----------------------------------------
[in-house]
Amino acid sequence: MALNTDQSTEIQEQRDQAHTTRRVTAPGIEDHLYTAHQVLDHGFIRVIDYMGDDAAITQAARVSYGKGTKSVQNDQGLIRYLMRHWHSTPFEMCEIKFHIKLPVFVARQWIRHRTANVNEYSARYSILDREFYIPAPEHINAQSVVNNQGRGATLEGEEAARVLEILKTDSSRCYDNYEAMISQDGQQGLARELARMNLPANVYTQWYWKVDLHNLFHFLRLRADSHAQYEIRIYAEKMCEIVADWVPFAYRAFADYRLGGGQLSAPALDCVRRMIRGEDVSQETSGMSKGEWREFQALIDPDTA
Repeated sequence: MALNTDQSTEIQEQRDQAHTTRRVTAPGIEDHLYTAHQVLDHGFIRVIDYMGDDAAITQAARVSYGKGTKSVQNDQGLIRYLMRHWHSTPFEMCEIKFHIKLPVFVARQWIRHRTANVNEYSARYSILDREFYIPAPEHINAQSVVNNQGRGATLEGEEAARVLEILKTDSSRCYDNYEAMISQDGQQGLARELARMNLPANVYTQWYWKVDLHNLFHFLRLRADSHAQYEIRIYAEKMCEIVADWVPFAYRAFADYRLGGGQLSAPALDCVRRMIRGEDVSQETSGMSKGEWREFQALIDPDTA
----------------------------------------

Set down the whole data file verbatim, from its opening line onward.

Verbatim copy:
[in-house]
Amino acid sequence: MALNTDQSTEIQEQRDQAHTTRRVTAPGIEDHLYTAHQVLDHGFIRVIDYMGDDAAITQAARVSYGKGTKSVQNDQGLIRYLMRHWHSTPFEMCEIKFHIKLPVFVARQWIRHRTANVNEYSARYSILDREFYIPAPEHINAQSVVNNQGRGATLEGEEAARVLEILKTDSSRCYDNYEAMISQDGQQGLARELARMNLPANVYTQWYWKVDLHNLFHFLRLRADSHAQYEIRIYAEKMCEIVADWVPFAYRAFADYRLGGGQLSAPALDCVRRMIRGEDVSQETSGMSKGEWREFQALIDPDTA
Repeated sequence: MALNTDQSTEIQEQRDQAHTTRRVTAPGIEDHLYTAHQVLDHGFIRVIDYMGDDAAITQAARVSYGKGTKSVQNDQGLIRYLMRHWHSTPFEMCEIKFHIKLPVFVARQWIRHRTANVNEYSARYSILDREFYIPAPEHINAQSVVNNQGRGATLEGEEAARVLEILKTDSSRCYDNYEAMISQDGQQGLARELARMNLPANVYTQWYWKVDLHNLFHFLRLRADSHAQYEIRIYAEKMCEIVADWVPFAYRAFADYRLGGGQLSAPALDCVRRMIRGEDVSQETSGMSKGEWREFQALIDPDTA